Smartphone and registration, please. Iowa is developing an app that would allow drivers to access a digitally encoded license instead of a conventional plastic ID card.
Opening arguments began Wednesday in the case against the Texas law requiring abortion clinics to meet the standards of ambulatory surgery centers.
Europe may have a deflation problem. Eurozone consumer prices fell on an annual basis in December for the first time since the depths of the financial crisis five years ago. The decline was driven by a sharp drop in energy prices. The news is expected to increase pressure on the European Central Bank to come up with a more aggressive response to slow growth and high unemployment.
Serros wrote about being a bicultural Chicana who was influenced by both her working-class, Mexican-American heritage and Southern California pop culture. She died Sunday at the age of 48.
If you paid top dollar for a top phone, Asian vendors at the International Consumer Electronics Show have a message: You paid for a brand, not quality. And this year, they want to sell to you.
Brain imagery can help researchers tell if people are more likely to be able to quit smoking or have trouble with reading. But those tests aren't yet ready for the doctor's office or classroom.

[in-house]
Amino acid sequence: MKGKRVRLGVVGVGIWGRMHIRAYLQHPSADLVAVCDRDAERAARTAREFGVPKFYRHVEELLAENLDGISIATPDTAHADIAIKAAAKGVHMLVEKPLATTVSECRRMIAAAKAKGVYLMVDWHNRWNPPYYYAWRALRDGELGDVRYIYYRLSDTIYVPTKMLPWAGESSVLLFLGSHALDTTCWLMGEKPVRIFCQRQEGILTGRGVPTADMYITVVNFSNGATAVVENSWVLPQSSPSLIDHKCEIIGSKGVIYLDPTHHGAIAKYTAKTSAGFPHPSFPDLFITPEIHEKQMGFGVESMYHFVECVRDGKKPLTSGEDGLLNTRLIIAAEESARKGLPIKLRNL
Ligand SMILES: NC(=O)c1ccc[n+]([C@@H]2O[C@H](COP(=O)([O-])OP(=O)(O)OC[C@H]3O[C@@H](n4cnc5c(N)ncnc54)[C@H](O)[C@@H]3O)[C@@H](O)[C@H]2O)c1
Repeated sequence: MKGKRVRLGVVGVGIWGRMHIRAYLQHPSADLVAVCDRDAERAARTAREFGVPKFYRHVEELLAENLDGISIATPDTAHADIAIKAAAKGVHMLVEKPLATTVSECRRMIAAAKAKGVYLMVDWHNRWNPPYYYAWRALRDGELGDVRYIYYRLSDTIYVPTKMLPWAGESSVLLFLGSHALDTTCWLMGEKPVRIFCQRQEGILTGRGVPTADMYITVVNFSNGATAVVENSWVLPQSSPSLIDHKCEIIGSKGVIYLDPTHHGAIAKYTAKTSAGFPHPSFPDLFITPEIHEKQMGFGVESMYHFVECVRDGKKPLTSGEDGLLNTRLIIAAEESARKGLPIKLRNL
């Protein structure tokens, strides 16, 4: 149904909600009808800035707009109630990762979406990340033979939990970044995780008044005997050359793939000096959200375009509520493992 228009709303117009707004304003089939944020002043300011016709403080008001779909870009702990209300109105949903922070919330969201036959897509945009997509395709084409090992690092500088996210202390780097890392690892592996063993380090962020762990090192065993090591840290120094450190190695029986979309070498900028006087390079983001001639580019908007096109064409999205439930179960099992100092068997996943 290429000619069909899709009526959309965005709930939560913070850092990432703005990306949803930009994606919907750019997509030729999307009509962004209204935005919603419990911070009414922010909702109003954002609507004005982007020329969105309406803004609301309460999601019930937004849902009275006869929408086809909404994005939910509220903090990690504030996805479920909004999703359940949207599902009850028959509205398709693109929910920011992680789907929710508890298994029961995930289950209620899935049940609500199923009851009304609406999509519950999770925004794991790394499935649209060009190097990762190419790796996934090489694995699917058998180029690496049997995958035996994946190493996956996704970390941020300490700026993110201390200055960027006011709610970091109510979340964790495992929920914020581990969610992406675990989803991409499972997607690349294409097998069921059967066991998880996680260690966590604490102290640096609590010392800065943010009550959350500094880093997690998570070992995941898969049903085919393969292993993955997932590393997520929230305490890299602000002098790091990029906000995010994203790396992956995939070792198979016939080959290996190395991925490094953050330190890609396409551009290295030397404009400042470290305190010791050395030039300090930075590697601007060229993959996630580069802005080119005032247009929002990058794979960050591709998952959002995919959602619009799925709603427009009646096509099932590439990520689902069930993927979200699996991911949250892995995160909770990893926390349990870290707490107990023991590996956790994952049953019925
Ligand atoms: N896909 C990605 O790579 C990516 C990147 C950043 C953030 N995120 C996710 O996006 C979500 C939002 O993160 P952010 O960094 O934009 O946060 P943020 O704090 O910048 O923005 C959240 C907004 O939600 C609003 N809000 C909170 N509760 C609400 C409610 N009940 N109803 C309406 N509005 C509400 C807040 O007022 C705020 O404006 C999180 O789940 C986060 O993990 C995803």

Melissa Block speaks with New Yorker editor Francoise Mouly about the French satirical magazine Charlie Hedbo and the larger landscape of satirical publications in France.
In a statement on Wednesday, President Obama pledged support for the French authorities after the terrorist attack on the satirical magazine Charlie Hebdo.
Renee Montagne talks to NPR's David Folkenflik about the provocative editorial stance adopted by the French satirical magazine, which was attacked by gunmen this morning in Paris.
Renee Montagne speaks with Suzanne Nossel, executive director for PEN American Center, to discuss how issues of free speech and religious freedom can clash.